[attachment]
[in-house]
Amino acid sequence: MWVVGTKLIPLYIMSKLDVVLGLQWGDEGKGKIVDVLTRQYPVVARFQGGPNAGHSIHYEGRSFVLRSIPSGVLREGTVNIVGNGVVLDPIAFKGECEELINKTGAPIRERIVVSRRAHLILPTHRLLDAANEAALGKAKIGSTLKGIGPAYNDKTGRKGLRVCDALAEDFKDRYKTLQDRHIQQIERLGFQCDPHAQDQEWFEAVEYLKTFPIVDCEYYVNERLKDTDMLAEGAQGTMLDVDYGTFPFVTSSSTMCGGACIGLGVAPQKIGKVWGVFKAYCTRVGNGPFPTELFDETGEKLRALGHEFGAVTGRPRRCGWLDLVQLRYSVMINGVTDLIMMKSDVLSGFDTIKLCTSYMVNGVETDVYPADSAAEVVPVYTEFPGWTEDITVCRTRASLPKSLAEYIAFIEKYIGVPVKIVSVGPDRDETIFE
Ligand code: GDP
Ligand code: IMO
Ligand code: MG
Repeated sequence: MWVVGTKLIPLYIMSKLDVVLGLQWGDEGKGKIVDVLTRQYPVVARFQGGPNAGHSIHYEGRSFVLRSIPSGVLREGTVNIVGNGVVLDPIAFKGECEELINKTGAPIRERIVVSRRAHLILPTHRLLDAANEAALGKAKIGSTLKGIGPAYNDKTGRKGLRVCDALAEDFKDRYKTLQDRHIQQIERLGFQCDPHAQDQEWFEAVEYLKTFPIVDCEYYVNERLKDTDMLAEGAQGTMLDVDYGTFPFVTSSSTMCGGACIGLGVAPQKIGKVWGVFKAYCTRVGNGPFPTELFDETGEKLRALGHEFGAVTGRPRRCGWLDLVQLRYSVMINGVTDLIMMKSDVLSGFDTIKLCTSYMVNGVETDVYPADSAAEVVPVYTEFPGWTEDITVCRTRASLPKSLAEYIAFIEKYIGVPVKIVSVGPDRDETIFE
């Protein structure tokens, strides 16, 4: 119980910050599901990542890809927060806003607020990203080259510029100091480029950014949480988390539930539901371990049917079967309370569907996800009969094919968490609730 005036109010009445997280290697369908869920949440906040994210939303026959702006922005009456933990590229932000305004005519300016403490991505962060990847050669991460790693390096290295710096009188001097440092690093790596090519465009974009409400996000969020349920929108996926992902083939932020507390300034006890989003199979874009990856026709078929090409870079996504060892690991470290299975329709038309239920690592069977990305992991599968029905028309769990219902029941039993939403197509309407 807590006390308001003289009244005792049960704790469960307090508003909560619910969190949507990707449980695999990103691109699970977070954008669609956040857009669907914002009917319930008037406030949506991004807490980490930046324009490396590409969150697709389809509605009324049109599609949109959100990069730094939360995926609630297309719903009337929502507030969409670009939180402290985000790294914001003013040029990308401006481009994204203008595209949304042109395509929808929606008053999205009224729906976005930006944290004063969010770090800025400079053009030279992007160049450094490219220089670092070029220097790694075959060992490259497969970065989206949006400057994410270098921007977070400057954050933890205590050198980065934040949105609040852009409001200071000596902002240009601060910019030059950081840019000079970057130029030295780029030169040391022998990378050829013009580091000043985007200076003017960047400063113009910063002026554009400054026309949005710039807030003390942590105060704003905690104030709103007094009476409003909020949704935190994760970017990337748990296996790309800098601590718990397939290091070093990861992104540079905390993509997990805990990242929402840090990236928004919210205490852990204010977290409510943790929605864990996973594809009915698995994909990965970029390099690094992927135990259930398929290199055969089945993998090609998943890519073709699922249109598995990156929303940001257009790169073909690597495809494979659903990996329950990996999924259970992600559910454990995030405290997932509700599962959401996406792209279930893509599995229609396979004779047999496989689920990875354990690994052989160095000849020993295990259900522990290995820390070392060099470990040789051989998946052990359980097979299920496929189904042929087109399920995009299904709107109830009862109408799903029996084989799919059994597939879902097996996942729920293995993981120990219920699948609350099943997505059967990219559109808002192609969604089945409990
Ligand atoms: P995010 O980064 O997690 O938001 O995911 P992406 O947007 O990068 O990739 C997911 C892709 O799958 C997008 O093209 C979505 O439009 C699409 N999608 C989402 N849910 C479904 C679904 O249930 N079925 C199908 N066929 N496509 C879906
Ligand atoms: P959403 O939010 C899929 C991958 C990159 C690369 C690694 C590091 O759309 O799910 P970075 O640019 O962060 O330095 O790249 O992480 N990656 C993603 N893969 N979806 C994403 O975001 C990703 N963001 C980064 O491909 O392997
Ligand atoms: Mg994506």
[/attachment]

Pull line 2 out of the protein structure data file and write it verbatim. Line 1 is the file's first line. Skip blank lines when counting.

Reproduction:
Amino acid sequence: MWVVGTKLIPLYIMSKLDVVLGLQWGDEGKGKIVDVLTRQYPVVARFQGGPNAGHSIHYEGRSFVLRSIPSGVLREGTVNIVGNGVVLDPIAFKGECEELINKTGAPIRERIVVSRRAHLILPTHRLLDAANEAALGKAKIGSTLKGIGPAYNDKTGRKGLRVCDALAEDFKDRYKTLQDRHIQQIERLGFQCDPHAQDQEWFEAVEYLKTFPIVDCEYYVNERLKDTDMLAEGAQGTMLDVDYGTFPFVTSSSTMCGGACIGLGVAPQKIGKVWGVFKAYCTRVGNGPFPTELFDETGEKLRALGHEFGAVTGRPRRCGWLDLVQLRYSVMINGVTDLIMMKSDVLSGFDTIKLCTSYMVNGVETDVYPADSAAEVVPVYTEFPGWTEDITVCRTRASLPKSLAEYIAFIEKYIGVPVKIVSVGPDRDETIFE